Today I have a review of A People’s History of Heaven by Mathangi Subramanian. Thank you to Algonquin Books for the invitation to read and review! This beautiful book is available now!
A diverse group of women are living in a slum named Heaven in Bangalore, India. Heaven is a hidden building in between other fancy, new high rises in an urban area of the city.
The community of strong women calling Heaven home are mothers and daughters “left behind” by men because of the search for a male heir. The women are destitute, not knowing where their next meal will come from. On top of that, the city regularly threatens to bulldoze the slum, and they’ll have nowhere to live.
This is a beautiful tale of the unconditional love between best friends. The main characters are five such best friends, and they are each others’ biggest supporters and allies.
A People’s History of Heaven is powerful, haunting, uplifting, entrancing, and transportive. The writing is lyrical, the characterization vivid, the storytelling divine, and all the pieces come together in remarkable way. I already cannot wait for Subramanian’s next book! Reading this was an exceptional and memorable experience.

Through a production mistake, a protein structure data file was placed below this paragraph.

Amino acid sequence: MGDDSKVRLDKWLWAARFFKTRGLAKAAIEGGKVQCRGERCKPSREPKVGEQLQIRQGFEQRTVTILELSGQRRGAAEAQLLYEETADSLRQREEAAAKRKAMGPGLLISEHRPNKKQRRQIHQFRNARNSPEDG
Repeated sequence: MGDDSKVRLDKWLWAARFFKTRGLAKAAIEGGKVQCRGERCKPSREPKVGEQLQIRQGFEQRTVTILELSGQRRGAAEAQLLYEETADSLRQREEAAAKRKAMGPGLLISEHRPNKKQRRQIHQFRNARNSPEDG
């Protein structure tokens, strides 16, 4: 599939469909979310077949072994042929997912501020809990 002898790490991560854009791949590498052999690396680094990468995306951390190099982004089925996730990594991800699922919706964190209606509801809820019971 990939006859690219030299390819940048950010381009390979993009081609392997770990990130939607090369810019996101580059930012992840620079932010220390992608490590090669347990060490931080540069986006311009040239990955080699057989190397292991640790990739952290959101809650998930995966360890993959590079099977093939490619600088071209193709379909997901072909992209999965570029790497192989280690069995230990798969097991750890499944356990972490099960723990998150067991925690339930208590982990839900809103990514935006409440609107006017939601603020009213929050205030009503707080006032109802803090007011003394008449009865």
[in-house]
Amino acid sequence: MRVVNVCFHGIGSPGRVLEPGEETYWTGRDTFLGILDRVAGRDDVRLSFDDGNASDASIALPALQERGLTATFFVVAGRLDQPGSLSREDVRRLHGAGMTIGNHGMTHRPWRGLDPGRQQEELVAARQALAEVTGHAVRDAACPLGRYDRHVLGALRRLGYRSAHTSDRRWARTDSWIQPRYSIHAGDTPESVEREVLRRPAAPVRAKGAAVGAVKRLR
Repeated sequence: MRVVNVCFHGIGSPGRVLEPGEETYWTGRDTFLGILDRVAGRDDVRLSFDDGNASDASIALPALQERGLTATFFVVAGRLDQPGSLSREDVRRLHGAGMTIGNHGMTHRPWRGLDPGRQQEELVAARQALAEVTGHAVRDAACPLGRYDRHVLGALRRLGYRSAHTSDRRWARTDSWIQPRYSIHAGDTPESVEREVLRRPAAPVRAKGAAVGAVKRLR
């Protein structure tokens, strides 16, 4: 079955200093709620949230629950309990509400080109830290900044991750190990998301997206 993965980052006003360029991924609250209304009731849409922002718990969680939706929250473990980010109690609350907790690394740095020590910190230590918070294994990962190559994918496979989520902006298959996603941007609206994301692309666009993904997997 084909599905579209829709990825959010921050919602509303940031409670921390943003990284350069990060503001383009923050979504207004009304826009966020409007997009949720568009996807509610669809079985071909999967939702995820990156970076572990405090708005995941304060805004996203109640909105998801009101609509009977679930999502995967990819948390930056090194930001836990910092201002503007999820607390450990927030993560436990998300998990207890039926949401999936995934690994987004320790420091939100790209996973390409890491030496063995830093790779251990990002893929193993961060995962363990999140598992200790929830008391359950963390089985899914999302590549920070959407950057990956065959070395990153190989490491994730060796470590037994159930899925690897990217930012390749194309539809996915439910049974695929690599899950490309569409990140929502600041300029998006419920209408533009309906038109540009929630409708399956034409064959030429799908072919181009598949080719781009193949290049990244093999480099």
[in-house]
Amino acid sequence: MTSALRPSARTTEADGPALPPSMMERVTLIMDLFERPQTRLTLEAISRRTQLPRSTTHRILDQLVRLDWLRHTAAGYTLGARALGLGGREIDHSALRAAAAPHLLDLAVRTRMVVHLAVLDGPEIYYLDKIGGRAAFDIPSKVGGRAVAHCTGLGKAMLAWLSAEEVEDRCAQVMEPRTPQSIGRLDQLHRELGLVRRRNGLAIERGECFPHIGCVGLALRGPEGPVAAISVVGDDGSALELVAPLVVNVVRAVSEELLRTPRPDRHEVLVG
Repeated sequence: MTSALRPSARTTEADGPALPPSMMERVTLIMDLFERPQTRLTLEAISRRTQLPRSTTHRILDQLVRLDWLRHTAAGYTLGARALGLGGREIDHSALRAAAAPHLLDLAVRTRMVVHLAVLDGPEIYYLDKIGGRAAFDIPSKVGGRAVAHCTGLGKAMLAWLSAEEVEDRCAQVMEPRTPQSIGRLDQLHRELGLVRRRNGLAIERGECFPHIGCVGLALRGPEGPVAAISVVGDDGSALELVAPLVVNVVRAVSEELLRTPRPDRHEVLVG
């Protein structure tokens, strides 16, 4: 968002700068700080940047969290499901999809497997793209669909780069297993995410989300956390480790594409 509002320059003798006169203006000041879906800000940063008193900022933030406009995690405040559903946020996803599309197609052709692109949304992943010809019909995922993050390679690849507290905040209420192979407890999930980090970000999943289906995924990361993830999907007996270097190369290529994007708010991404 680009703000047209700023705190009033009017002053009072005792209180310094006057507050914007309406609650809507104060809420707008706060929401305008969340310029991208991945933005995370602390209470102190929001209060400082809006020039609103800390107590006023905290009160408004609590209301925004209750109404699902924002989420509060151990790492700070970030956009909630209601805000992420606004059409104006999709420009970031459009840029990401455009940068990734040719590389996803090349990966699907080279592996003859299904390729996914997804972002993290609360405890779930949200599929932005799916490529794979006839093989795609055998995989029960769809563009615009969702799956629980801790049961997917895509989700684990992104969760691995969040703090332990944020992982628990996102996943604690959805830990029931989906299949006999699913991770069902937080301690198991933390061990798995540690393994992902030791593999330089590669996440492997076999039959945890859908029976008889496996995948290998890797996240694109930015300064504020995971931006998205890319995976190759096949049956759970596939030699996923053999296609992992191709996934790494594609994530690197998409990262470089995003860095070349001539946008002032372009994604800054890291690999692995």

I received a complimentary copy. All opinions are my own.
Welcome to Heaven, a thirty-year-old slum hidden between brand-new high-rise apartment buildings and technology incubators in contemporary Bangalore, one of India’s fastest-growing cities. In Heaven, you will come to know a community made up almost entirely of women, mothers and daughters who have been abandoned by their men when no male heir was produced. Living hand-to-mouth and constantly struggling against the city government who wants to bulldoze their homes and build yet more glass high-rises, these women, young and old, gladly support one another, sharing whatever they can.
A People’s History of Heaven centers on five best friends, girls who go to school together, a diverse group who love and accept one another unconditionally, pulling one another through crises and providing emotional, physical, and financial support. Together they wage war on the bulldozers that would bury their homes, and, ultimately, on the city that does not care what happens to them.
This is a story about geography, history, and strength, about love and friendship, about fighting for the people and places we love–even if no one else knows they exist. Elegant, poetic, bursting with color, Mathangi Subramanian’s novel is a moving and celebratory story of girls on the cusp of adulthood who find joy just in the basic act of living.
Have you read A People’s History of Heaven, or is it on your TBR? Happy Reading! ~ Jennifer THR